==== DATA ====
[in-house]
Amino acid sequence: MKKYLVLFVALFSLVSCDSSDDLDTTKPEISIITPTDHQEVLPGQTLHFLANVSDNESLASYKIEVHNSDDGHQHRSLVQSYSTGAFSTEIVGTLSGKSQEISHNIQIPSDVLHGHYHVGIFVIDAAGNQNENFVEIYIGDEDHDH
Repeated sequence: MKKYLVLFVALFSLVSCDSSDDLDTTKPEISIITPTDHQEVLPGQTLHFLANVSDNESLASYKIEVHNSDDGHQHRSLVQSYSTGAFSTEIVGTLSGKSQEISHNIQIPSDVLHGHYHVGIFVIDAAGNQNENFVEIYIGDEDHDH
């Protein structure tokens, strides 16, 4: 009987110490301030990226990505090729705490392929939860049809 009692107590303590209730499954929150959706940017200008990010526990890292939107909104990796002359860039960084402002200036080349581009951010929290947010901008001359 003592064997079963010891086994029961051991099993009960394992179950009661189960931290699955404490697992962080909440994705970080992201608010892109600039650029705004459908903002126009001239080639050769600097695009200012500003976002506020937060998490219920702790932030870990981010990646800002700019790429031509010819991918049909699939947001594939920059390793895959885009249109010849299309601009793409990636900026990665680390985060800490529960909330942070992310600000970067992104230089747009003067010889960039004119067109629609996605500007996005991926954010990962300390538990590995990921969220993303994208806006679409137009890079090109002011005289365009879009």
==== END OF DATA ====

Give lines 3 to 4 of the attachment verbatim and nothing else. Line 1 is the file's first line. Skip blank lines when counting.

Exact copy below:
Repeated sequence: MKKYLVLFVALFSLVSCDSSDDLDTTKPEISIITPTDHQEVLPGQTLHFLANVSDNESLASYKIEVHNSDDGHQHRSLVQSYSTGAFSTEIVGTLSGKSQEISHNIQIPSDVLHGHYHVGIFVIDAAGNQNENFVEIYIGDEDHDH
């Protein structure tokens, strides 16, 4: 009987110490301030990226990505090729705490392929939860049809 009692107590303590209730499954929150959706940017200008990010526990890292939107909104990796002359860039960084402002200036080349581009951010929290947010901008001359 003592064997079963010891086994029961051991099993009960394992179950009661189960931290699955404490697992962080909440994705970080992201608010892109600039650029705004459908903002126009001239080639050769600097695009200012500003976002506020937060998490219920702790932030870990981010990646800002700019790429031509010819991918049909699939947001594939920059390793895959885009249109010849299309601009793409990636900026990665680390985060800490529960909330942070992310600000970067992104230089747009003067010889960039004119067109629609996605500007996005991926954010990962300390538990590995990921969220993303994208806006679409137009890079090109002011005289365009879009």